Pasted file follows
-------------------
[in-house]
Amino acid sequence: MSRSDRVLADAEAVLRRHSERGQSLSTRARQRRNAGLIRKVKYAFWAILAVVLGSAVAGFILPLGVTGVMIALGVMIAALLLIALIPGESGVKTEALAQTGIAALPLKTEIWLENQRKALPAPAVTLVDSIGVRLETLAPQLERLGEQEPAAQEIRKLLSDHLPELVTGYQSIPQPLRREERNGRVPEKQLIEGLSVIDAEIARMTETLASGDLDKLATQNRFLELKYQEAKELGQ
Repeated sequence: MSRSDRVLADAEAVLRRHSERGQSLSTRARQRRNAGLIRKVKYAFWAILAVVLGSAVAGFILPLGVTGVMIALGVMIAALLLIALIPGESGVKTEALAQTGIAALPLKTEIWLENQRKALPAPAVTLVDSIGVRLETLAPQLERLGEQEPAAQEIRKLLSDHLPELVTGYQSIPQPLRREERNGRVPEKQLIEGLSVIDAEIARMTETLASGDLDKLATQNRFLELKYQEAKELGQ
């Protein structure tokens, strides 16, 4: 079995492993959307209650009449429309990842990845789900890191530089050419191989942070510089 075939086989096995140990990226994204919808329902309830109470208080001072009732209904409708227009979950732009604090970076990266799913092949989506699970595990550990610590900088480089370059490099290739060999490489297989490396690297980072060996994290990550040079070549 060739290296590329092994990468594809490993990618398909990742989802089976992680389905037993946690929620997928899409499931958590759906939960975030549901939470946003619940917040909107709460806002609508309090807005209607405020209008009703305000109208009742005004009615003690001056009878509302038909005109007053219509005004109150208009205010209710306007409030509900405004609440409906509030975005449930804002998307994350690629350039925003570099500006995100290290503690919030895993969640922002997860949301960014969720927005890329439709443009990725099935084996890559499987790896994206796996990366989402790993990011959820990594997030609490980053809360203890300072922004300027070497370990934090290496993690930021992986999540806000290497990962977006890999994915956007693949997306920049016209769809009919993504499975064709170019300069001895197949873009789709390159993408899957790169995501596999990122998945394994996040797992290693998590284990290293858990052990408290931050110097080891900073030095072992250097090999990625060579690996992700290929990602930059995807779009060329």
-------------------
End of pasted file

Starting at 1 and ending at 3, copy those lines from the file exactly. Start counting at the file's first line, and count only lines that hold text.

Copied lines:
[in-house]
Amino acid sequence: MSRSDRVLADAEAVLRRHSERGQSLSTRARQRRNAGLIRKVKYAFWAILAVVLGSAVAGFILPLGVTGVMIALGVMIAALLLIALIPGESGVKTEALAQTGIAALPLKTEIWLENQRKALPAPAVTLVDSIGVRLETLAPQLERLGEQEPAAQEIRKLLSDHLPELVTGYQSIPQPLRREERNGRVPEKQLIEGLSVIDAEIARMTETLASGDLDKLATQNRFLELKYQEAKELGQ
Repeated sequence: MSRSDRVLADAEAVLRRHSERGQSLSTRARQRRNAGLIRKVKYAFWAILAVVLGSAVAGFILPLGVTGVMIALGVMIAALLLIALIPGESGVKTEALAQTGIAALPLKTEIWLENQRKALPAPAVTLVDSIGVRLETLAPQLERLGEQEPAAQEIRKLLSDHLPELVTGYQSIPQPLRREERNGRVPEKQLIEGLSVIDAEIARMTETLASGDLDKLATQNRFLELKYQEAKELGQ